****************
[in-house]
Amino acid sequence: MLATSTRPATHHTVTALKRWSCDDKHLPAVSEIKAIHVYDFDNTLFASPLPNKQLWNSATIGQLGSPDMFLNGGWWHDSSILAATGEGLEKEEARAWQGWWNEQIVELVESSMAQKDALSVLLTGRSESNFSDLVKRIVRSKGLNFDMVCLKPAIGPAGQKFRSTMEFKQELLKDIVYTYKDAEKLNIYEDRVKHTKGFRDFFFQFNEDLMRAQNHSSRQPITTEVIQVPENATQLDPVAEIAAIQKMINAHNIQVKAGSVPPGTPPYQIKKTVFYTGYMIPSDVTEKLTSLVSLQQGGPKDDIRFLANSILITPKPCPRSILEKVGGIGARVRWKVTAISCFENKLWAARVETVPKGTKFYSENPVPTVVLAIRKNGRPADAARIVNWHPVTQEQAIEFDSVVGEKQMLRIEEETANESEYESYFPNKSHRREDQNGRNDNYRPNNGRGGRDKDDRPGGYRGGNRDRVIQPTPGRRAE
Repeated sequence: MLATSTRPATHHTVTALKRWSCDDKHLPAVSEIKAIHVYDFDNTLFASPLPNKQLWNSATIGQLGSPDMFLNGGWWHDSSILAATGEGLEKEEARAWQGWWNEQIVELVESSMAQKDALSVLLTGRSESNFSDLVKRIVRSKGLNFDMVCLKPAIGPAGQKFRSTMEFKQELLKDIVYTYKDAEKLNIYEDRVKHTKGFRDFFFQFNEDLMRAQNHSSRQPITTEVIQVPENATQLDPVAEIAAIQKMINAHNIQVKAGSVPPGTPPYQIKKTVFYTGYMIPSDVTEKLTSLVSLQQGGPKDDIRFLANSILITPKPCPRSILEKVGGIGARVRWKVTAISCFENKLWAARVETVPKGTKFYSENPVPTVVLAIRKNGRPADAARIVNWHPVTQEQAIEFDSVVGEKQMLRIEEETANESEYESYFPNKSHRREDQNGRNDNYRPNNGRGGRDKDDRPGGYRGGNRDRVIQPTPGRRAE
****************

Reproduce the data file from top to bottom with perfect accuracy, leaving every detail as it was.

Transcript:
[in-house]
Amino acid sequence: MLATSTRPATHHTVTALKRWSCDDKHLPAVSEIKAIHVYDFDNTLFASPLPNKQLWNSATIGQLGSPDMFLNGGWWHDSSILAATGEGLEKEEARAWQGWWNEQIVELVESSMAQKDALSVLLTGRSESNFSDLVKRIVRSKGLNFDMVCLKPAIGPAGQKFRSTMEFKQELLKDIVYTYKDAEKLNIYEDRVKHTKGFRDFFFQFNEDLMRAQNHSSRQPITTEVIQVPENATQLDPVAEIAAIQKMINAHNIQVKAGSVPPGTPPYQIKKTVFYTGYMIPSDVTEKLTSLVSLQQGGPKDDIRFLANSILITPKPCPRSILEKVGGIGARVRWKVTAISCFENKLWAARVETVPKGTKFYSENPVPTVVLAIRKNGRPADAARIVNWHPVTQEQAIEFDSVVGEKQMLRIEEETANESEYESYFPNKSHRREDQNGRNDNYRPNNGRGGRDKDDRPGGYRGGNRDRVIQPTPGRRAE
Repeated sequence: MLATSTRPATHHTVTALKRWSCDDKHLPAVSEIKAIHVYDFDNTLFASPLPNKQLWNSATIGQLGSPDMFLNGGWWHDSSILAATGEGLEKEEARAWQGWWNEQIVELVESSMAQKDALSVLLTGRSESNFSDLVKRIVRSKGLNFDMVCLKPAIGPAGQKFRSTMEFKQELLKDIVYTYKDAEKLNIYEDRVKHTKGFRDFFFQFNEDLMRAQNHSSRQPITTEVIQVPENATQLDPVAEIAAIQKMINAHNIQVKAGSVPPGTPPYQIKKTVFYTGYMIPSDVTEKLTSLVSLQQGGPKDDIRFLANSILITPKPCPRSILEKVGGIGARVRWKVTAISCFENKLWAARVETVPKGTKFYSENPVPTVVLAIRKNGRPADAARIVNWHPVTQEQAIEFDSVVGEKQMLRIEEETANESEYESYFPNKSHRREDQNGRNDNYRPNNGRGGRDKDDRPGGYRGGNRDRVIQPTPGRRAE